Everesting in The Netherlands
Emiel Pieterse, an endurance athlete and cyclist from Holland, started taking on an epic challenge called "everesting." Everesting means climbing up and down a mountain until your reach the same elevation mark as Mt. Everest. Through these tough goals, Emiel became good friends with Zico Pierie, a famous Italian cyclist. Scroll down for more about their friendship, achievements, and adventures.
Roughly four years ago, the local bartender at my favorite espresso stop in my favorite cycling holiday destination, the Province of Pesaro e Urbino Italia, suggested that I connect with the local cycling legend Zico Piere. He called, we met, and the following evening Zico took me for a ride. Things went very fast from that point. We connected right away, and since then I consider Zico my best friend!
Zico and his wife Manuela visited us in The Netherlands. This is when I first proposed the idea to him; ‘What do you think about doing an everesting together? As a tribute to our friendship!’ Zico has multiple ultra endurance races on his resume, including several Everesting’s. Although ultra endurance sport is not my cup of tea (I’m more the ‘let’s see how fast we can tackle this mountain’ kind of guy), the Everesting challenge is very important to Zico, and thus very important to me!
My alarm goes off at 3:30 in the morning. I meet Zico and Manu at 4:15 in the town square to get ready to head out. Coincidentally, the bartender who introduced us walks out of his bar, looks up at us with surprise and asks, ‘Café?’
We sip down a quick espresso, and off we go!
No sounds besides rising birds, no lights besides our mounted headlights. It's only us, the road, and our goal: climbing Monte Petrano 11 times today to complete an Everesting, but most of all, to celebrate their friendship and life!
The first time we climb all the way to the top it's kind of magic. The sun is coming up, the light's kicking in, and both our wives are waiting for us with extra clothing and some food so we can do the first descent of the day.
Down in the valley, we shed warm clothes, take off our lights, quickly eat a snack and head out for the second round--this time in daylight! Nature has awakened, and so have our muscles. We arrive at the top in good spirits, even though the weather is not as nice as it could be. The light rain and cold temperature don’t temper our spirits. We descend quickly and prepare for climb number three. In the valley the ritual starts again; take off two layers, refill bottles, stuff our faces, and get the wheels rolling again.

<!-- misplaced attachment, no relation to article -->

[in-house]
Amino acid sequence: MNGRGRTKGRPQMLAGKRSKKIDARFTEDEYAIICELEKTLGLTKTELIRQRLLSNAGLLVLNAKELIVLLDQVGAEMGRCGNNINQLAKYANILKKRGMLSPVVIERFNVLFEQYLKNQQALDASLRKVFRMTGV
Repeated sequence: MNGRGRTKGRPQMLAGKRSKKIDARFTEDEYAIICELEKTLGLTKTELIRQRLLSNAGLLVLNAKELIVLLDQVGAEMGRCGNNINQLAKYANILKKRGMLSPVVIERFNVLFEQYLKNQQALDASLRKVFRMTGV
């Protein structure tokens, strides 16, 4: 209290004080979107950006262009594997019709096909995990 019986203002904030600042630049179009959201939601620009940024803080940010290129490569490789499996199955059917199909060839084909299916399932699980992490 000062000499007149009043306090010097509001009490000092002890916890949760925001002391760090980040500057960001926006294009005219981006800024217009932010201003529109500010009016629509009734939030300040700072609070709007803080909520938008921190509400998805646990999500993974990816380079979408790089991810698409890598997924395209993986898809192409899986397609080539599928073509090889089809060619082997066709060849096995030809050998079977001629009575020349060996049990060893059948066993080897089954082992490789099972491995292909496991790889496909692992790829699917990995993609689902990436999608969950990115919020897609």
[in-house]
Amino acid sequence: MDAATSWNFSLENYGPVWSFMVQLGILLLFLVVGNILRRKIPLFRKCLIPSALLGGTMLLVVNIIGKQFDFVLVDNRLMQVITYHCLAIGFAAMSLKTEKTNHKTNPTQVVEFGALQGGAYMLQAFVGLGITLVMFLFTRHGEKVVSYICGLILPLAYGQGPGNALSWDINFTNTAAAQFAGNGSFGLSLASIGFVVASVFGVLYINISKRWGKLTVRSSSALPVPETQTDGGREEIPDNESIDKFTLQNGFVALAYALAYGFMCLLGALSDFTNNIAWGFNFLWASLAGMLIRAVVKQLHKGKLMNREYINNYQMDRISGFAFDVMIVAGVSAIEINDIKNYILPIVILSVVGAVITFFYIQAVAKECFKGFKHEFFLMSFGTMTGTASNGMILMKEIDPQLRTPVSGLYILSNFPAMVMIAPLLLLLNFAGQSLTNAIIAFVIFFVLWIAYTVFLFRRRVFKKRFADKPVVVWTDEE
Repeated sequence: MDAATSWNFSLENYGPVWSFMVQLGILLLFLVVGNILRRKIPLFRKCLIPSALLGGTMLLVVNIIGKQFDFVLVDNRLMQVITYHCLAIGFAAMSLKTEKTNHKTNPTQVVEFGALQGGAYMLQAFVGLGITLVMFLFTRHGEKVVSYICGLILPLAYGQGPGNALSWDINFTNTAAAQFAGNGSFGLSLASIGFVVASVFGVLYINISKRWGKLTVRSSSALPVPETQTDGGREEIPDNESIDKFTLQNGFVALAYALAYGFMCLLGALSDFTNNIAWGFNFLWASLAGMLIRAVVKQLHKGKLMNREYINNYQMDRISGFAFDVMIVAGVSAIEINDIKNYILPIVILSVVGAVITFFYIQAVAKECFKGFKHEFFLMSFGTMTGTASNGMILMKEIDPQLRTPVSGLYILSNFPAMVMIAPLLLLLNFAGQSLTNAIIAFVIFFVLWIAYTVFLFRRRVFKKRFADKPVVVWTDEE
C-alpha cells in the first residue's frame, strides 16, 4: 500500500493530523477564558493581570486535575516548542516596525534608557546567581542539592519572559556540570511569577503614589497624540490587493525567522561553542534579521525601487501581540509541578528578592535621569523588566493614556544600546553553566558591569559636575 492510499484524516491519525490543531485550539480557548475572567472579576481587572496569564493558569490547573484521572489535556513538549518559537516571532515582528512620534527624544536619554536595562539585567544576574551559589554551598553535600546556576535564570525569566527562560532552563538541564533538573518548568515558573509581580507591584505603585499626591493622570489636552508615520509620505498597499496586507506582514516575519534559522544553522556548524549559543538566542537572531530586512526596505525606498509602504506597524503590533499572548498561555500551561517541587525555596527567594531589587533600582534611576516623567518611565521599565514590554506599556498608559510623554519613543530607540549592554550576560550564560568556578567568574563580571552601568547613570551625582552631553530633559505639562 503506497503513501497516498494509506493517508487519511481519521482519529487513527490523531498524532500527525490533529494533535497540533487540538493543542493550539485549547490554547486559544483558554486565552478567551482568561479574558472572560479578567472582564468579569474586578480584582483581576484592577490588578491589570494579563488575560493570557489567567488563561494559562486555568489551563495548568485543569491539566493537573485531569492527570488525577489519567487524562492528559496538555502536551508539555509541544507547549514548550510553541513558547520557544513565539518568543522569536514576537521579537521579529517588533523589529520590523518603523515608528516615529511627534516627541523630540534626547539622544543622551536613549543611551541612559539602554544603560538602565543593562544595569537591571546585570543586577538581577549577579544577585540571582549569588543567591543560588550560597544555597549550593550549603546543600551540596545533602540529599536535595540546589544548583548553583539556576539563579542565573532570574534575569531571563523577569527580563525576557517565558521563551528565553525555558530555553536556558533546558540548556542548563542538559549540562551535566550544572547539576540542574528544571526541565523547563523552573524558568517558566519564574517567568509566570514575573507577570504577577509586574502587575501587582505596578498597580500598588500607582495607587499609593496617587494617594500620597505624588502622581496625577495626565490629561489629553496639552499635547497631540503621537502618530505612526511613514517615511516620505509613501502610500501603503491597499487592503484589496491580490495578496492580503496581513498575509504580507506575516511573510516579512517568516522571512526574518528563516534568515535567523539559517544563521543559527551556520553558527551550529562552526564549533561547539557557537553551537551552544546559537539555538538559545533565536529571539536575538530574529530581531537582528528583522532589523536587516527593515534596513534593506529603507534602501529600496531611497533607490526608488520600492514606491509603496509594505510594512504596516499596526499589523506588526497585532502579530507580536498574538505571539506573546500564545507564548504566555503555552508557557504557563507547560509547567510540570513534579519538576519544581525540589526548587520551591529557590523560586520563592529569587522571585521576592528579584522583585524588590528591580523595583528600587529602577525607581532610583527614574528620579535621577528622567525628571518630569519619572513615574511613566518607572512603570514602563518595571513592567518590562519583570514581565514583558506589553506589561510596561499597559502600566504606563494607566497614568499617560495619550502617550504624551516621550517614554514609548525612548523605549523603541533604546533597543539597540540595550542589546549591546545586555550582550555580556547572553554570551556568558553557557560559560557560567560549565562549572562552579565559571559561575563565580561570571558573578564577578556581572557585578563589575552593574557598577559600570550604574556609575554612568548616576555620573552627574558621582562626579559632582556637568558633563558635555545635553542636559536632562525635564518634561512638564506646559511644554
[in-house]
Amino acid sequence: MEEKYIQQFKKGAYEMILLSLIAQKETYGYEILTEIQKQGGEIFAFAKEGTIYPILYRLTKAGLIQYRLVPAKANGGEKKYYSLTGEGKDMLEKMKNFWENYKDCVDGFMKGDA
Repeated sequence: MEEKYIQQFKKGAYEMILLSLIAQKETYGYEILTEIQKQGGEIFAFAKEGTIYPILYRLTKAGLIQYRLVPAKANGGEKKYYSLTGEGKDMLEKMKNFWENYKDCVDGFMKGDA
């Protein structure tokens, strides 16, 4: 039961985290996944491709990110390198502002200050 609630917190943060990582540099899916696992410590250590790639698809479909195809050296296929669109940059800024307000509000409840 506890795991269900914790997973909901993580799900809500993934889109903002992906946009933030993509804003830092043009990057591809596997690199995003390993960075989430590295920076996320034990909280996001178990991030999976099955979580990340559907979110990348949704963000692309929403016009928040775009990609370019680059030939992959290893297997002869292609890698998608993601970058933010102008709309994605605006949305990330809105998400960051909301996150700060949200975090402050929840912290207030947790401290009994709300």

After the third climb, we descend into town an take a short break at the best pastecceria for a cappuccino and a piece of crostata (well, maybe two). The warmth is as welcoming as the dry shirt is. We start the fourth round with full bellies and better weather the sun’s coming out!
Although we kept our project quiet, the word got out. After all Cagli is a small town. After climbing for two kilometers, a car pulls up on the mountainside and stops right before us. Zico's friend steps out of the car and presents us with two fresh espressos! During the fifth climb, Zico's cousin pulls up in his car. We're about halfway up the mountain and he stops to say hello and take some pictures. He wishes us good luck and turns around and heads back to work.
The weather has gotten about as Italian as you can get it: sunny and hot! That’s just how we like it! After the sixth climb, we celebrate the fact that we're halfway done with another quick coffee and obligatory crostata at Cafe d’italia.
We eat, change clothes, and begin the seventh climb.
The steady climbing rhythm, the task at hand, the beautiful scenery, and the vibe of a project that is now bigger than just the two of us, puts me in a meditative state where time doesn't matter. It's a huge difference from the way I normally approach sport as I’m a competitive triathlete, always looking at speed, power, heart rate.
Although we're definitely feeling the fatigue after each climb, it’s relative easygoing. The last two kilometers of every climb--’Denti di diabolo’--three stretches at 13-15 percent feel pretty tough at the end of a climb, especially if you’ve already done that climb a couple of times. It's tough, but the reward makes up for it: reaching the top of Monte Petrano with its gorgeous views over province Le Marche!
Right before sunset, we start the last descent. My wife, Marije who represents the best support a man could wish for, and Manuela are waiting for us at the bottom. After arriving, we mount the headlights, share some food, and head out for the last climb. We finish just like we started: in total silence, it's just us and the mountain.
Everesting monte Petrano
9000+ altitude meters
13hrs and 35 minutes cycling time